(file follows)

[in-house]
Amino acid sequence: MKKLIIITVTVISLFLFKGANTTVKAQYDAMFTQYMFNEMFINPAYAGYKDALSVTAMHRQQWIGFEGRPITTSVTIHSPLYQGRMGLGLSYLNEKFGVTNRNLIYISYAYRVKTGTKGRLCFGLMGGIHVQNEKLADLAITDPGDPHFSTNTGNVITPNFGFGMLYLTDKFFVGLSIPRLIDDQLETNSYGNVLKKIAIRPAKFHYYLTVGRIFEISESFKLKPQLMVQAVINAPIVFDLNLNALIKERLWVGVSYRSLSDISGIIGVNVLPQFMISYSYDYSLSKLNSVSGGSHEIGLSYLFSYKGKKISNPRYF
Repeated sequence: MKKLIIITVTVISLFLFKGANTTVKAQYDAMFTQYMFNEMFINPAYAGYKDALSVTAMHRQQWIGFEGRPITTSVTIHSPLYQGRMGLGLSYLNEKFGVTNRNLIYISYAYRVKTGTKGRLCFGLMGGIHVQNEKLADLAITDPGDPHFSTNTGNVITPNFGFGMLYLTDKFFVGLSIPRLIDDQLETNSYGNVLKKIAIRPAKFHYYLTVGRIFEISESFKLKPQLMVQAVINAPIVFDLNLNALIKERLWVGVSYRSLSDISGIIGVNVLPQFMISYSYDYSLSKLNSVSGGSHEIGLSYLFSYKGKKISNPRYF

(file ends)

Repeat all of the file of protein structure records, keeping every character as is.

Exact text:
[in-house]
Amino acid sequence: MKKLIIITVTVISLFLFKGANTTVKAQYDAMFTQYMFNEMFINPAYAGYKDALSVTAMHRQQWIGFEGRPITTSVTIHSPLYQGRMGLGLSYLNEKFGVTNRNLIYISYAYRVKTGTKGRLCFGLMGGIHVQNEKLADLAITDPGDPHFSTNTGNVITPNFGFGMLYLTDKFFVGLSIPRLIDDQLETNSYGNVLKKIAIRPAKFHYYLTVGRIFEISESFKLKPQLMVQAVINAPIVFDLNLNALIKERLWVGVSYRSLSDISGIIGVNVLPQFMISYSYDYSLSKLNSVSGGSHEIGLSYLFSYKGKKISNPRYF
Repeated sequence: MKKLIIITVTVISLFLFKGANTTVKAQYDAMFTQYMFNEMFINPAYAGYKDALSVTAMHRQQWIGFEGRPITTSVTIHSPLYQGRMGLGLSYLNEKFGVTNRNLIYISYAYRVKTGTKGRLCFGLMGGIHVQNEKLADLAITDPGDPHFSTNTGNVITPNFGFGMLYLTDKFFVGLSIPRLIDDQLETNSYGNVLKKIAIRPAKFHYYLTVGRIFEISESFKLKPQLMVQAVINAPIVFDLNLNALIKERLWVGVSYRSLSDISGIIGVNVLPQFMISYSYDYSLSKLNSVSGGSHEIGLSYLFSYKGKKISNPRYF